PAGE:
We four always spread our common stock of blankets together on the frozen ground, and slept side by side; and finding that our foolish, long-legged hound pup had a deal of animal heat in him, Oliphant got to admitting him to the bed, between himself and Mr. Ballou, hugging the dog's warm back to his breast and finding great comfort in it. But in the night the pup would get stretchy and brace his feet against the old man's back and shove, grunting complacently the while; and now and then, being warm and snug, grateful and happy, he would paw the old man's back simply in excess of comfort; and at yet other times he would dream of the chase and in his sleep tug at the old man's back hair and bark in his ear. The old gentleman complained mildly about these familiarities, at last, and when he got through with his statement he said that such a dog as that was not a proper animal to admit to bed with tired men, because he was “so meretricious in his movements and so organic in his emotions.” We turned the dog out.
It was a hard, wearing, toilsome journey, but it had its bright side; for after each day was done and our wolfish hunger appeased with a hot supper of fried bacon, bread, molasses and black coffee, the pipe-smoking, song- singing and yarn-spinning around the evening camp-fire in the still solitudes of the desert was a happy, care-free sort of recreation that seemed the very summit and culmination of earthly luxury.
It is a kind of life that has a potent charm for all men, whether city or country-bred. We are descended from desert-lounging Arabs, and countless ages of growth toward perfect civilization have failed to root out of us the nomadic instinct. We all confess to a gratified thrill at the thought of “camping out.”
Once we made twenty-five miles in a day, and once we made forty miles (through the Great American Desert), and ten miles beyond—fifty in all—in twenty-three hours, without halting to eat, drink or rest. To stretch out and go to sleep, even on stony and frozen ground, after pushing a wagon and two horses fifty miles, is a delight so supreme that for the moment it almost seems cheap at the price.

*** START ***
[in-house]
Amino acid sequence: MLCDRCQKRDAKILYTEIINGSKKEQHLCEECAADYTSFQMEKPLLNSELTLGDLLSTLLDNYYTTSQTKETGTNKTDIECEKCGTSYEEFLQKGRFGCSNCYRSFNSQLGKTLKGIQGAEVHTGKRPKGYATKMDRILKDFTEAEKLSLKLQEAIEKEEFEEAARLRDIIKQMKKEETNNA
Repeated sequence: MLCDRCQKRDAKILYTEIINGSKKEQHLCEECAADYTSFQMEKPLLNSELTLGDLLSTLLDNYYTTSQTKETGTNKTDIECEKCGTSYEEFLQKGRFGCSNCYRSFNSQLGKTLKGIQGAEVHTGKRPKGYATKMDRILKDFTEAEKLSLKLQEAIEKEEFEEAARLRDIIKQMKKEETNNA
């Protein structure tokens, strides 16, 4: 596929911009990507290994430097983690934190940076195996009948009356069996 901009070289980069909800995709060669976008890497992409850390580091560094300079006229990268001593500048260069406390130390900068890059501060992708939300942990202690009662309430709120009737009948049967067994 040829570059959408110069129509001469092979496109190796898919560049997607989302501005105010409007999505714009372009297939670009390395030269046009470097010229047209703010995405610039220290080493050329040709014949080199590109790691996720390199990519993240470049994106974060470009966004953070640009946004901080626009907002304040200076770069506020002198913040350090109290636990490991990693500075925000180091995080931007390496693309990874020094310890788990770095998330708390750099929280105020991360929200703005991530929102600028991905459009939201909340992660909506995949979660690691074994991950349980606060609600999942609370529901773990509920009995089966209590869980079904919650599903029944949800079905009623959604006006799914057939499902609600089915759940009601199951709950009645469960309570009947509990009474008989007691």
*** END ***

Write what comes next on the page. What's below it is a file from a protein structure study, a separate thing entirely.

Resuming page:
We camped two days in the neighborhood of the “Sink of the Humboldt.” We tried to use the strong alkaline water of the Sink, but it would not answer. It was like drinking lye, and not weak lye, either. It left a taste in the mouth, bitter and every way execrable, and a burning in the stomach that was very uncomfortable. We put molasses in it, but that helped it very little; we added a pickle, yet the alkali was the prominent taste and so it was unfit for drinking.
The coffee we made of this water was the meanest compound man has yet invented. It was really viler to the taste than the unameliorated water itself. Mr. Ballou, being the architect and builder of the beverage felt constrained to endorse and uphold it, and so drank half a cup, by little sips, making shift to praise it faintly the while, but finally threw out the remainder, and said frankly it was “too technical for him.”
But presently we found a spring of fresh water, convenient, and then, with nothing to mar our enjoyment, and no stragglers to interrupt it, we entered into our rest.